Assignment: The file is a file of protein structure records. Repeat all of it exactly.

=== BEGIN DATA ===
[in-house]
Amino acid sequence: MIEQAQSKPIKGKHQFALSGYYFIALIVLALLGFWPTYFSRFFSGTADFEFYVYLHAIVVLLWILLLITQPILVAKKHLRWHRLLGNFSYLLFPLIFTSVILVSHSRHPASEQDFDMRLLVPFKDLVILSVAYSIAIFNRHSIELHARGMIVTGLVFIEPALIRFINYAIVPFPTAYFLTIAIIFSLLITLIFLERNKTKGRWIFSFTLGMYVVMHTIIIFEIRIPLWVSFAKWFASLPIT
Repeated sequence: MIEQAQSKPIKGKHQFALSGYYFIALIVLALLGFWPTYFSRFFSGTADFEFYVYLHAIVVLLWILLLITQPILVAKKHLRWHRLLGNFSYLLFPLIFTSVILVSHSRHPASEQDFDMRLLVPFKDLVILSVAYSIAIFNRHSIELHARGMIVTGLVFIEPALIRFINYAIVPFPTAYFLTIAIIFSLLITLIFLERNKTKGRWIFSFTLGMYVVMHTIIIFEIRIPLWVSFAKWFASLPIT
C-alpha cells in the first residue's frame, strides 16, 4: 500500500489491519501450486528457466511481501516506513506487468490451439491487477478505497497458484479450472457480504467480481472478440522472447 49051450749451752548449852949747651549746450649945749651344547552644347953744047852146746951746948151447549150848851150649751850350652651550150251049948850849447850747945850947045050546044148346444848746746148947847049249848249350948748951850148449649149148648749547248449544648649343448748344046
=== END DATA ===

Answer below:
[in-house]
Amino acid sequence: MIEQAQSKPIKGKHQFALSGYYFIALIVLALLGFWPTYFSRFFSGTADFEFYVYLHAIVVLLWILLLITQPILVAKKHLRWHRLLGNFSYLLFPLIFTSVILVSHSRHPASEQDFDMRLLVPFKDLVILSVAYSIAIFNRHSIELHARGMIVTGLVFIEPALIRFINYAIVPFPTAYFLTIAIIFSLLITLIFLERNKTKGRWIFSFTLGMYVVMHTIIIFEIRIPLWVSFAKWFASLPIT
Repeated sequence: MIEQAQSKPIKGKHQFALSGYYFIALIVLALLGFWPTYFSRFFSGTADFEFYVYLHAIVVLLWILLLITQPILVAKKHLRWHRLLGNFSYLLFPLIFTSVILVSHSRHPASEQDFDMRLLVPFKDLVILSVAYSIAIFNRHSIELHARGMIVTGLVFIEPALIRFINYAIVPFPTAYFLTIAIIFSLLITLIFLERNKTKGRWIFSFTLGMYVVMHTIIIFEIRIPLWVSFAKWFASLPIT
C-alpha cells in the first residue's frame, strides 16, 4: 500500500489491519501450486528457466511481501516506513506487468490451439491487477478505497497458484479450472457480504467480481472478440522472447 49051450749451752548449852949747651549746450649945749651344547552644347953744047852146746951746948151447549150848851150649751850350652651550150251049948850849447850747945850947045050546044148346444848746746148947847049249848249350948748951850148449649149148648749547248449544648649343448748344046